Pharmacological management of chronic heart failure
Intended for healthcare professionals
Evidence and practice    

Pharmacological management of chronic heart failure

Michael Sampson Senior Lecturer – Adult Nursing, London South Bank University, London, England

Why you should read this article:
  • To familiarise yourself with the physiology involved in chronic heart failure

  • To understand the signs and symptoms that accompany chronic heart failure

  • To update your knowledge of the common medicines used to treat chronic heart failure

Chronic heart failure is a progressive and life-limiting syndrome that is caused by a failure of the heart to pump blood around the body effectively. It frequently leads to a range of distressing symptoms, such as breathlessness, fatigue and fluid retention. Chronic heart failure can be caused by a variety of cardiac diseases, but is commonly linked to coronary heart disease and hypertension. In response to these, the body initiates a series of compensatory mechanisms, which ultimately become maladaptive, and the manipulation of these mechanisms is the cornerstone of pharmacological management of the condition. This article explains the compensatory mechanisms that occur in chronic heart failure and outlines the medicines commonly used in its management.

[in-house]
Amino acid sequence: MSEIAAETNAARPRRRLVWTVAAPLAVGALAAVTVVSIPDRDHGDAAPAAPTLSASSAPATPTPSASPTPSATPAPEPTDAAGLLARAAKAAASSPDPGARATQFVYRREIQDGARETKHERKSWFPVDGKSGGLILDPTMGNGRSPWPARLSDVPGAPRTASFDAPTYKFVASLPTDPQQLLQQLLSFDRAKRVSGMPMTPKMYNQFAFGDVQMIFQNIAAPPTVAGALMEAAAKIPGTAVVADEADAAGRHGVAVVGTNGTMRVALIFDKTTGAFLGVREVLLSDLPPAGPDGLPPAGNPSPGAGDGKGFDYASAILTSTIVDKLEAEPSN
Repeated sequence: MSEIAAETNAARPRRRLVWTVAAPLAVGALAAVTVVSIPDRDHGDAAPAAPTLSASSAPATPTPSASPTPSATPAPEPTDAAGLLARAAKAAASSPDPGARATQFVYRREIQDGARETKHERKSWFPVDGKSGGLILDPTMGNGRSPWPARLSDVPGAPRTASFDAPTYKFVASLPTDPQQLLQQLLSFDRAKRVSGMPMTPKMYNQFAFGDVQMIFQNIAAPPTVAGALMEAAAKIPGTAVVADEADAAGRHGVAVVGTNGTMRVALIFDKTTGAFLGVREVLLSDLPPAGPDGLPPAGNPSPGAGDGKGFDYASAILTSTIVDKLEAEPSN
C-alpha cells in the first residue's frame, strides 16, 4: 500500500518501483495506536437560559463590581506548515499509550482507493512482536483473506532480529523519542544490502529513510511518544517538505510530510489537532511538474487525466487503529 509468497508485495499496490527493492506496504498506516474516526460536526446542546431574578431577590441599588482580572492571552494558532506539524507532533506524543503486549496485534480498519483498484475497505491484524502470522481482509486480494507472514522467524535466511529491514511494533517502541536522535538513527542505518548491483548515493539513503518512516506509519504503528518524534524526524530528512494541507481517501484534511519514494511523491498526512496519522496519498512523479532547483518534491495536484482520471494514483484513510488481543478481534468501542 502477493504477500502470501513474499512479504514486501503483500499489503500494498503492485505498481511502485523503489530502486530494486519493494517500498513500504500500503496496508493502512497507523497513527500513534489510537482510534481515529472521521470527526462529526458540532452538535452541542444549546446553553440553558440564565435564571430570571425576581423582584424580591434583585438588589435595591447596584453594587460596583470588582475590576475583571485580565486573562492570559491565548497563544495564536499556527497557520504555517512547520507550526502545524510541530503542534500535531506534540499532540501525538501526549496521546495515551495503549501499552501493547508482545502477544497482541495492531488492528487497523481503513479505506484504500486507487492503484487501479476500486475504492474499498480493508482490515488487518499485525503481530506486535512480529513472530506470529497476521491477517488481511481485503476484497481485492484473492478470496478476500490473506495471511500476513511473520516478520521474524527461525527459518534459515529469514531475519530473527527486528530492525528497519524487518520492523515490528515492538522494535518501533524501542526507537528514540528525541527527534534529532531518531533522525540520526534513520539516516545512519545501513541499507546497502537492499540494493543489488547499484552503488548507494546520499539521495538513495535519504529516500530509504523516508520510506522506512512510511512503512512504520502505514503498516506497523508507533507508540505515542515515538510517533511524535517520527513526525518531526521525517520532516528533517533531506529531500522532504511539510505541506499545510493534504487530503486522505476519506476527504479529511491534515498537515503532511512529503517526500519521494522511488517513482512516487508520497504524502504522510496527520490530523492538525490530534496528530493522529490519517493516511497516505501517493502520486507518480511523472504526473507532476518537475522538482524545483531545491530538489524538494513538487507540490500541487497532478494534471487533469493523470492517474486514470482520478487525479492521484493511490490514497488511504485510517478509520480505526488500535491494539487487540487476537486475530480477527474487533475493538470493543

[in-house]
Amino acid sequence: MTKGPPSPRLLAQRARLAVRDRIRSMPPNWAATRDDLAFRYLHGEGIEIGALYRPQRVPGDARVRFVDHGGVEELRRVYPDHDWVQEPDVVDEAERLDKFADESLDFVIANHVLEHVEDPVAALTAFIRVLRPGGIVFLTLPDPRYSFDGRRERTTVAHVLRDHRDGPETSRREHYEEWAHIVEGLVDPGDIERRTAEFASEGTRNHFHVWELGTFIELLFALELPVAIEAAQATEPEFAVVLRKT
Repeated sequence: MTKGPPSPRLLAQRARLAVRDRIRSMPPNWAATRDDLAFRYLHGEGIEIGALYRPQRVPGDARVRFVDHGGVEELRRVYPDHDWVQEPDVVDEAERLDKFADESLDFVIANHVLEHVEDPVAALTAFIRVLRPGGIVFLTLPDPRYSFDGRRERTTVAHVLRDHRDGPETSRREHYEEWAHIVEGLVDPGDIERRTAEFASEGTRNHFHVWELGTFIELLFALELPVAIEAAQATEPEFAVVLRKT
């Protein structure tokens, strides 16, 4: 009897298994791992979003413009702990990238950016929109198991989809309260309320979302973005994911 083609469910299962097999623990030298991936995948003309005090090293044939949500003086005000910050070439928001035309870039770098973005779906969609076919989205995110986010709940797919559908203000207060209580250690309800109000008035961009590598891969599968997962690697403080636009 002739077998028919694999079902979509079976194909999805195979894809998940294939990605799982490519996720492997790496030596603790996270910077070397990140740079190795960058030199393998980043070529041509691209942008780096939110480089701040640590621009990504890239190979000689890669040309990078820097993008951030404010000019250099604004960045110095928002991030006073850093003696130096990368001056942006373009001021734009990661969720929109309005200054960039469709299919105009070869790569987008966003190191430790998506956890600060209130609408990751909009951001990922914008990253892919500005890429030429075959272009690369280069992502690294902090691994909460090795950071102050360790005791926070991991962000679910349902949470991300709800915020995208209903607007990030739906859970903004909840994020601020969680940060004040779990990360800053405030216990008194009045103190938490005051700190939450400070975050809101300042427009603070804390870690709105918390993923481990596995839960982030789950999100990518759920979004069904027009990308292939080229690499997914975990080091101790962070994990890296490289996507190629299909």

Nursing Standard. doi: 10.7748/ns.2022.e12004

Peer review

This article has been subject to external double-blind peer review and checked for plagiarism using automated software

Correspondence

michael.sampson@lsbu.ac.uk

Conflict of interest

None declared

Sampson M (2022) Pharmacological management of chronic heart failure. Nursing Standard. doi: 10.7748/ns.2022.e12004

Published online: 25 July 2022

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